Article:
When considering options for financing strategic facilities, community health systems have less reason today than they did in the past to bypass third-party capital in favor of tax-exempt bonding.

At a Glance

  • Community health system leaders often dismiss use of alternative capital to finance strategic facilities as being too expensive and less strategically useful, preferring to follow historical precedent and use tax-exempt bonding to finance such facilities.
  • Proposed changes in accounting rules should cause third-party-financed facility lease arrangements to be treated similarly to tax-exempt debt financings with respect to the income statement and balance sheet, increasing their appeal to community health systems.
  • An in-depth comparison of the total costs associated with each financing approach can help inform the choice of financing approaches by illuminating their respective advantages and disadvantages.

When considering financing of strategic facilities, executives of not-for-profit health systems all too often conclude, based on conventional thinking, that bonding the transaction (using tax-exempt debt) is preferable to applying alternative (third-party) capital to finance the underlying asset. There are four common rationales for this conclusion:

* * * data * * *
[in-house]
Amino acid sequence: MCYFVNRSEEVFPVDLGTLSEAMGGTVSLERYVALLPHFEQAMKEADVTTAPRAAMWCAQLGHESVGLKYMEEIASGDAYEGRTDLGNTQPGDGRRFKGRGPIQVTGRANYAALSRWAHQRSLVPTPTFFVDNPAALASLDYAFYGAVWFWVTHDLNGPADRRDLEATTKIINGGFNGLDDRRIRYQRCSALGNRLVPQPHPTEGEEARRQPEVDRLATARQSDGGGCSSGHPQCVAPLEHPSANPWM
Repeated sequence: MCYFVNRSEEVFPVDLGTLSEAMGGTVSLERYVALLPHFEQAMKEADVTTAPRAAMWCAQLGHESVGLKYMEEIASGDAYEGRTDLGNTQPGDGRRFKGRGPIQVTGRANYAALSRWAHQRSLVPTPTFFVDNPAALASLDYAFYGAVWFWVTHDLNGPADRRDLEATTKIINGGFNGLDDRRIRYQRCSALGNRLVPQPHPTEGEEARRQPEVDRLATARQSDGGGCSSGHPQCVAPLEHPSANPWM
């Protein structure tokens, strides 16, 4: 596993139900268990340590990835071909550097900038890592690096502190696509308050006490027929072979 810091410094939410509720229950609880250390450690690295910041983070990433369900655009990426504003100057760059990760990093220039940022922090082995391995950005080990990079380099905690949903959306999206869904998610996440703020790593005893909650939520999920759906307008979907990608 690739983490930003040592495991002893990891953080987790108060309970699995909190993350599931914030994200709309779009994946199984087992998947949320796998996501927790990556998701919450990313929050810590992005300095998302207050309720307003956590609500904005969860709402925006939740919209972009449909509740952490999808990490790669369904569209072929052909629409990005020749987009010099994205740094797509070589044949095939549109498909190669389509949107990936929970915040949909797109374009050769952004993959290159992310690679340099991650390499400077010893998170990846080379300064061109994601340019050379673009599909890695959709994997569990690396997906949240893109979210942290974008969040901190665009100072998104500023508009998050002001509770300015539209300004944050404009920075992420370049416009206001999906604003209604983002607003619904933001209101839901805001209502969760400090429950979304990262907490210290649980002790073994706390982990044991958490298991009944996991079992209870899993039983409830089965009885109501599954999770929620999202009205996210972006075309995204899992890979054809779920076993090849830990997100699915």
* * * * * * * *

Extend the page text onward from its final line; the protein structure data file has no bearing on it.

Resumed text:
• Tax-exempt debt is less expensive over the long term.
  • Ownership makes the most sense if the asset is to be used for 30 years or longer.
  • As long as the organization has sufficient debt capacity, there is no reason not to use it.
  • Alternative capital could implicate the organization’s balance sheet in the eyes of the credit markets.

Not-for-profit health systems often simply dismiss use of alternative capital to finance strategic facilities as being too expensive and less strategically useful. Yet a strong case can be made that health systems can benefit from applying alternative capital to finance strategic facilities—specifically larger, complex ambulatory facilities. This case example derives from the prospects of proposed, and potentially sweeping, changes in accounting rules and standards, and by reform-driven economic and policy pressures on healthcare providers that will likely make it increasingly important for them to execute strategy within compressed timeframes while preserving balance sheet capacity and balance sheet liquidity.

A Historical Perspective